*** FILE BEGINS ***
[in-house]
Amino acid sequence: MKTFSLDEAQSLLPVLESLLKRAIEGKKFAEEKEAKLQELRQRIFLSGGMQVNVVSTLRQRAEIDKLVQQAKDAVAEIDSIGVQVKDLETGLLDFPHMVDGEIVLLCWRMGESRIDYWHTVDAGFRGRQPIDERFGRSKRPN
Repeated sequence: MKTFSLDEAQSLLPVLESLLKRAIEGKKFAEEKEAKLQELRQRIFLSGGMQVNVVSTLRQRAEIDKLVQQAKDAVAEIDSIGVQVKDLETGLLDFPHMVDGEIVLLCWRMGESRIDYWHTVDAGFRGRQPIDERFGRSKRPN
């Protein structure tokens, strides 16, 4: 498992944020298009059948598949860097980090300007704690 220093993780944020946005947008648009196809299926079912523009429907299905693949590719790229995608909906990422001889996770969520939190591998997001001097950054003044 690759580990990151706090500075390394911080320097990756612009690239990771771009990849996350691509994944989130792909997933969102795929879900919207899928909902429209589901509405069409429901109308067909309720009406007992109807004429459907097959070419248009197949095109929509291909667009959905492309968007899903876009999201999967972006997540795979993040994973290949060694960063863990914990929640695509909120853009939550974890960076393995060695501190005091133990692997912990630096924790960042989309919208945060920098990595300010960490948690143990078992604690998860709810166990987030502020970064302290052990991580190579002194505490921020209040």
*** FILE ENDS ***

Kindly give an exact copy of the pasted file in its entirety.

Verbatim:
[in-house]
Amino acid sequence: MKTFSLDEAQSLLPVLESLLKRAIEGKKFAEEKEAKLQELRQRIFLSGGMQVNVVSTLRQRAEIDKLVQQAKDAVAEIDSIGVQVKDLETGLLDFPHMVDGEIVLLCWRMGESRIDYWHTVDAGFRGRQPIDERFGRSKRPN
Repeated sequence: MKTFSLDEAQSLLPVLESLLKRAIEGKKFAEEKEAKLQELRQRIFLSGGMQVNVVSTLRQRAEIDKLVQQAKDAVAEIDSIGVQVKDLETGLLDFPHMVDGEIVLLCWRMGESRIDYWHTVDAGFRGRQPIDERFGRSKRPN
């Protein structure tokens, strides 16, 4: 498992944020298009059948598949860097980090300007704690 220093993780944020946005947008648009196809299926079912523009429907299905693949590719790229995608909906990422001889996770969520939190591998997001001097950054003044 690759580990990151706090500075390394911080320097990756612009690239990771771009990849996350691509994944989130792909997933969102795929879900919207899928909902429209589901509405069409429901109308067909309720009406007992109807004429459907097959070419248009197949095109929509291909667009959905492309968007899903876009999201999967972006997540795979993040994973290949060694960063863990914990929640695509909120853009939550974890960076393995060695501190005091133990692997912990630096924790960042989309919208945060920098990595300010960490948690143990078992604690998860709810166990987030502020970064302290052990991580190579002194505490921020209040």